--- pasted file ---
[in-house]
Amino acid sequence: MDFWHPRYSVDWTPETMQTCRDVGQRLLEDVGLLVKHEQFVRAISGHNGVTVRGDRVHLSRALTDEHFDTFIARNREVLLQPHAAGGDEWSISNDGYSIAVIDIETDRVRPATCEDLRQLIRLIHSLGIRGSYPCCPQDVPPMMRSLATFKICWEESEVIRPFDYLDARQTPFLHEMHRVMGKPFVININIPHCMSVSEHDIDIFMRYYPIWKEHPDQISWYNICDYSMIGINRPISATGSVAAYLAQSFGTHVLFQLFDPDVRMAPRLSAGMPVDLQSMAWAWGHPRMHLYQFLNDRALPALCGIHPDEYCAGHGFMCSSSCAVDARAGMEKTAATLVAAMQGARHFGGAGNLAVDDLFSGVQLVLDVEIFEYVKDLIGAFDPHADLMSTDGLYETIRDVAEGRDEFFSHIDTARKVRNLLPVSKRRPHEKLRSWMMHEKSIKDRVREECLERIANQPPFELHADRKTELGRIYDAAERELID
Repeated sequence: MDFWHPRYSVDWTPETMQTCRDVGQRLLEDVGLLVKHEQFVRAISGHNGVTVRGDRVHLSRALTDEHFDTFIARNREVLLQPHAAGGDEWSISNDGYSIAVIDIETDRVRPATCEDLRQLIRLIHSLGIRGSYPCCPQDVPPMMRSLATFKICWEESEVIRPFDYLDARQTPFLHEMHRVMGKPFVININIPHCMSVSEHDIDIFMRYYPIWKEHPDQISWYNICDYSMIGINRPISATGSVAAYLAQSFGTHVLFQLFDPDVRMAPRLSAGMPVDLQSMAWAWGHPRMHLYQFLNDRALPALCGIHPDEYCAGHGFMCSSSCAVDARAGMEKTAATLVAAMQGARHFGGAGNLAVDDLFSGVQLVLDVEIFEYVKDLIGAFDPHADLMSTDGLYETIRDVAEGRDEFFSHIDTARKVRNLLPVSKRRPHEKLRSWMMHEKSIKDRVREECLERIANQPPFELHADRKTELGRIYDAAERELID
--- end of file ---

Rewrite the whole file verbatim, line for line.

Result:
[in-house]
Amino acid sequence: MDFWHPRYSVDWTPETMQTCRDVGQRLLEDVGLLVKHEQFVRAISGHNGVTVRGDRVHLSRALTDEHFDTFIARNREVLLQPHAAGGDEWSISNDGYSIAVIDIETDRVRPATCEDLRQLIRLIHSLGIRGSYPCCPQDVPPMMRSLATFKICWEESEVIRPFDYLDARQTPFLHEMHRVMGKPFVININIPHCMSVSEHDIDIFMRYYPIWKEHPDQISWYNICDYSMIGINRPISATGSVAAYLAQSFGTHVLFQLFDPDVRMAPRLSAGMPVDLQSMAWAWGHPRMHLYQFLNDRALPALCGIHPDEYCAGHGFMCSSSCAVDARAGMEKTAATLVAAMQGARHFGGAGNLAVDDLFSGVQLVLDVEIFEYVKDLIGAFDPHADLMSTDGLYETIRDVAEGRDEFFSHIDTARKVRNLLPVSKRRPHEKLRSWMMHEKSIKDRVREECLERIANQPPFELHADRKTELGRIYDAAERELID
Repeated sequence: MDFWHPRYSVDWTPETMQTCRDVGQRLLEDVGLLVKHEQFVRAISGHNGVTVRGDRVHLSRALTDEHFDTFIARNREVLLQPHAAGGDEWSISNDGYSIAVIDIETDRVRPATCEDLRQLIRLIHSLGIRGSYPCCPQDVPPMMRSLATFKICWEESEVIRPFDYLDARQTPFLHEMHRVMGKPFVININIPHCMSVSEHDIDIFMRYYPIWKEHPDQISWYNICDYSMIGINRPISATGSVAAYLAQSFGTHVLFQLFDPDVRMAPRLSAGMPVDLQSMAWAWGHPRMHLYQFLNDRALPALCGIHPDEYCAGHGFMCSSSCAVDARAGMEKTAATLVAAMQGARHFGGAGNLAVDDLFSGVQLVLDVEIFEYVKDLIGAFDPHADLMSTDGLYETIRDVAEGRDEFFSHIDTARKVRNLLPVSKRRPHEKLRSWMMHEKSIKDRVREECLERIANQPPFELHADRKTELGRIYDAAERELID